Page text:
‘When the doctor saw two babies in the scan I began to sob’- Irish mum on why she considered the option of termination at 40
At 40, Jeanne Measom was a mum-of-four and breastfeeding a new arrival when she fell pregnant unexpectedly with twin boys. Here the Dublin-based mother, now 51, writes honestly about the options she considered at the beginning of her pregnancy when her young family was already stretched to the limit.
While breastfeeding my fourth child, I became pregnant. My first reaction was, I won’t be able to cope with another pregnancy and baby. I then asked myself, What are my options? For me, adoption was never an option. So, it was either keep the baby or not. My heart was heavy with the thought of a termination, but equally, I could hardly wrap my head around another pregnancy. Not to mention we lived in a two-bedroom house.
If I decided to terminate, I realised, living in Ireland, that I would have to order an abortion pill online, with instructions regarding complications where I would need to lie about having a miscarriage. There also was the option of travelling to England on my own with the baby I was breastfeeding. It was a difficult decision with a time limit. Neither option seemed ideal. In the end, I decided to continue with the pregnancy.
As time went on, I became comfortable and at peace with my decision. That is, until a routine scan at 20 weeks, when the doctor said, “I see two babies.” I put my arm over my head and began to sob.
Then, the doctor proceeded to tell me that they were identical twins so, if one was Down Syndrome, the other would be, too.
At the age of 40, the risk was high. If I was pregnant with Down Syndrome twins, my decision to continue with the pregnancy needed to be revisited. I needed this information ahead of time to make an informed decision either way. Discontinuing or continuing the pregnancy would require extra mental preparation, as well as getting supports in place. The results turned out negative, so I continued with the pregnancy. This left me with the daunting task of learning to love and accept the reality of having two babies at the same time. I would now have six children, with four under the age of four.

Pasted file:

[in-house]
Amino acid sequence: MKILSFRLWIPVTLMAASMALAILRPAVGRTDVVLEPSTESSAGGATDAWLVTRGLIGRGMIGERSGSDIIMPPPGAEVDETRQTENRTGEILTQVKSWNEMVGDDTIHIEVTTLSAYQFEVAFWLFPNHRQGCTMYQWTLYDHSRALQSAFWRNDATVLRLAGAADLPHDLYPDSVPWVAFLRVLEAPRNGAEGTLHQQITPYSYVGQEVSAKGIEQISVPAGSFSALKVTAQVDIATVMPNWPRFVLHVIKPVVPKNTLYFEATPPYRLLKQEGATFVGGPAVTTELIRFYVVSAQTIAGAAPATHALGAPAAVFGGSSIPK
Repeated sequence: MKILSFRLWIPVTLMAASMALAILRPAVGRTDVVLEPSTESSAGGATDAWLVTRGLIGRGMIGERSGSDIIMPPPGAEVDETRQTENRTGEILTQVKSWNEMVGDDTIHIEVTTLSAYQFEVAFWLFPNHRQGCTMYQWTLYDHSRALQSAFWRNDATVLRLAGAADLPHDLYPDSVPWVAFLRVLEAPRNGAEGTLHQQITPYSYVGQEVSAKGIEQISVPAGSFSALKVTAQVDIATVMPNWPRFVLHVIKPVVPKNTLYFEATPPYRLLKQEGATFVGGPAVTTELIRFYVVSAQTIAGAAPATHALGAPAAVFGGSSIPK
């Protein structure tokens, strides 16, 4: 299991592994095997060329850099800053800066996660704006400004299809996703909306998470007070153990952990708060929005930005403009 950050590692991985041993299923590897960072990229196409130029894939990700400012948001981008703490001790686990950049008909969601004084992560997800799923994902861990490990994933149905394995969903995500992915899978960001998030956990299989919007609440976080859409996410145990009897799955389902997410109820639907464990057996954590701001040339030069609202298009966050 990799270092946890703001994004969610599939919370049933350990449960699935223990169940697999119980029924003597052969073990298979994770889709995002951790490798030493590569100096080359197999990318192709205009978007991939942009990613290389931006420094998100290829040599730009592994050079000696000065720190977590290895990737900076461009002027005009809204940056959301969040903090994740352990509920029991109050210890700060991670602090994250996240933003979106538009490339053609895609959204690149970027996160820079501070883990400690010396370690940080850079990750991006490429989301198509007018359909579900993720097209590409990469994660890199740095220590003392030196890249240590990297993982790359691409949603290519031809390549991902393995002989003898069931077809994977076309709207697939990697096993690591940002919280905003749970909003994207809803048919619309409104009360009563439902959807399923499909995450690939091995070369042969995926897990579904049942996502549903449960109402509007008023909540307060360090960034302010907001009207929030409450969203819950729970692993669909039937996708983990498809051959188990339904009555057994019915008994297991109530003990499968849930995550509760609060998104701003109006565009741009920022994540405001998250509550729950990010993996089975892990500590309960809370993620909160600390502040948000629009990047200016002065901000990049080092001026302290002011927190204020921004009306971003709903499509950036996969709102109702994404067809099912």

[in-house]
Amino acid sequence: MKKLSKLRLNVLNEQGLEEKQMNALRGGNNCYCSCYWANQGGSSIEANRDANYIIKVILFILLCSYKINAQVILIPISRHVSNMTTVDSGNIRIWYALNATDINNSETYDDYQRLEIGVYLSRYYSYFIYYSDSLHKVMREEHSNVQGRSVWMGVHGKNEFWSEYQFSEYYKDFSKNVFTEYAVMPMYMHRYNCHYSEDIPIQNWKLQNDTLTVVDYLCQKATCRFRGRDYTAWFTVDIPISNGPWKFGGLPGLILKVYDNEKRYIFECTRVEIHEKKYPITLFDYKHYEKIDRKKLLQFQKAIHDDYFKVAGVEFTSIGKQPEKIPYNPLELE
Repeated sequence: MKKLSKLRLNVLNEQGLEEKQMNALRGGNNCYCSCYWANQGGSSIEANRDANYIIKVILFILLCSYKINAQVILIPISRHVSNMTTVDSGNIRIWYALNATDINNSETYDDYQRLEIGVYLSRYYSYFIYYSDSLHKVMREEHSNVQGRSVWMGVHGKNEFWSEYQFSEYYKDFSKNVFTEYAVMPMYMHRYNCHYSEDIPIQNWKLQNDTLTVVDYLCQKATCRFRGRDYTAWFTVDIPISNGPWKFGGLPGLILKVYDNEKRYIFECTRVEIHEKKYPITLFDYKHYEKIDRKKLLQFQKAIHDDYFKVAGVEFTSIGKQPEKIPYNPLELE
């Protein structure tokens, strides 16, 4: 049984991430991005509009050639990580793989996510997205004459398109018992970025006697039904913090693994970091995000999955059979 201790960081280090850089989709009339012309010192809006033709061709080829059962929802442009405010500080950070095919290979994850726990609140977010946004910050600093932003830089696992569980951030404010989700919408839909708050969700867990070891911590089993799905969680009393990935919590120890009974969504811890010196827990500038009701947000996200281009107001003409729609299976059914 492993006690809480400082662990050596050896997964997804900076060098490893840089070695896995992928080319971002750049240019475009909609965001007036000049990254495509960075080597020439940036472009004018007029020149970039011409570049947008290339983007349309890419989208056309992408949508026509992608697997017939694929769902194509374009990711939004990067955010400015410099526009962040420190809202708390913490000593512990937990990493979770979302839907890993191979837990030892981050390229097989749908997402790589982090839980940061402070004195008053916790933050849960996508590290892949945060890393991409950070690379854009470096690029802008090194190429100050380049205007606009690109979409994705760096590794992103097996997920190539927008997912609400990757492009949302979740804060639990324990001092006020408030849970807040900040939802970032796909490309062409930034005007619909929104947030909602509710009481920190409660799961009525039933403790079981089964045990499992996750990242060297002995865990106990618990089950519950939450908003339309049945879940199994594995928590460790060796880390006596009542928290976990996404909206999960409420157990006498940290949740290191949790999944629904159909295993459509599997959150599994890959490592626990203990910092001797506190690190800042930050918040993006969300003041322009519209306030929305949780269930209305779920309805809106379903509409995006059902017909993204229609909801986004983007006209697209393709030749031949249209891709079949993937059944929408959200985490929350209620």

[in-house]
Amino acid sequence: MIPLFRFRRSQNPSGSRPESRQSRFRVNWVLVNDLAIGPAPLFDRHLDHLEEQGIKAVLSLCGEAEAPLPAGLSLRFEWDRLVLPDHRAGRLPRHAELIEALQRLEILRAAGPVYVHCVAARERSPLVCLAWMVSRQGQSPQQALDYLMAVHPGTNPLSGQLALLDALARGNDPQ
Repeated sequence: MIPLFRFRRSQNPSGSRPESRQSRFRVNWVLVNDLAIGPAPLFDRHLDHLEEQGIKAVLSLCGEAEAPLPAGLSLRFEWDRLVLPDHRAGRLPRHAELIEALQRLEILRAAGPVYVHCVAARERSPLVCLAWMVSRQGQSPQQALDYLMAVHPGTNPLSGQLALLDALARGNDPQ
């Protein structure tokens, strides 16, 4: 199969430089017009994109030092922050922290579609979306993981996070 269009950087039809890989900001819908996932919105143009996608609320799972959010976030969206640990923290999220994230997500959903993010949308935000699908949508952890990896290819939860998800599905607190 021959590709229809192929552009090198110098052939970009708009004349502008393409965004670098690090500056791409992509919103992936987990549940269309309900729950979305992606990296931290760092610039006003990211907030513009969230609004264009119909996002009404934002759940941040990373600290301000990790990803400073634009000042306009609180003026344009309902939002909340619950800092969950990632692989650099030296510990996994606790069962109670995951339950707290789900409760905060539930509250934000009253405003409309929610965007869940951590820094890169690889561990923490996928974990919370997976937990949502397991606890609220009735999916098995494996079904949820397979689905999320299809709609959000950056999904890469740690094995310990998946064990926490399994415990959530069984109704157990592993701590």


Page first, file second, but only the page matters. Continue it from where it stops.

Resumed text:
After pushing out two babies, they wheeled the twins in, placing one on each side of the bed. That is when it really hit me... How was this going to be physically possible?
The day after my twins were born, I got a call in the hospital that my father had died. I was sobbing silently, and my babies were crying, with just a curtain separating me and the other mothers. I was desperate to go home and grieve in private, but I was terrified of being unable to cope, knowing I had no extended family, and I would be under intense pressure.
For the first three weeks, I was able to afford help for three hours each weekday. I remember watching the clock, waiting for her to arrive, then immediately handing her one baby before she could get her coat off, and dreading when she had to leave.
While sleep deprived, breastfeeding two, changing nappies for three, and my part-time help long gone, life was close to impossible. There were days I never got dressed, never mind left the house.
With my singleton babies, bonding came while lying in bed breastfeeding them. The skin-to-skin contact and peaceful one-on-one time drew me to love like never before. But, this special time was not possible with my twins.
One day, I was in the car with the kids, waiting on my oldest son to finish his football practice. It was raining, two were fighting, and the twins would not stop crying. For the first time, I remember thinking that I wasn’t sure if I could do this. So I again considered my choices: adoption, killing myself, running away and leaving them with my husband, or getting on with it. I chose the latter. For me, there is something very powerful about realising I had options in a situation where I felt hopeless and powerless.
The next day, I went to a nearby community crèche and tried to explain to them how I wasn’t coping. I cried so hard they had trouble understanding me. Starting the next week, my twins and the one-year-old were in the crèche for three hours a day, five days a week. They got their dinner, and I got to breathe.
No two singletons, no matter how close in age, can compare to twins. Now that they are older, it is easier, but it has never been easy. I can still have resentment that they don’t get the attention they deserve, that I don’t have a career, that I cannot clone myself, and that the work is still relentless.
I will continue to muddle along doing the best that I can, making mistakes along the way. I don’t regret any of my decisions, and I am grateful to have had the opportunity and right to choose what was best for my family and myself.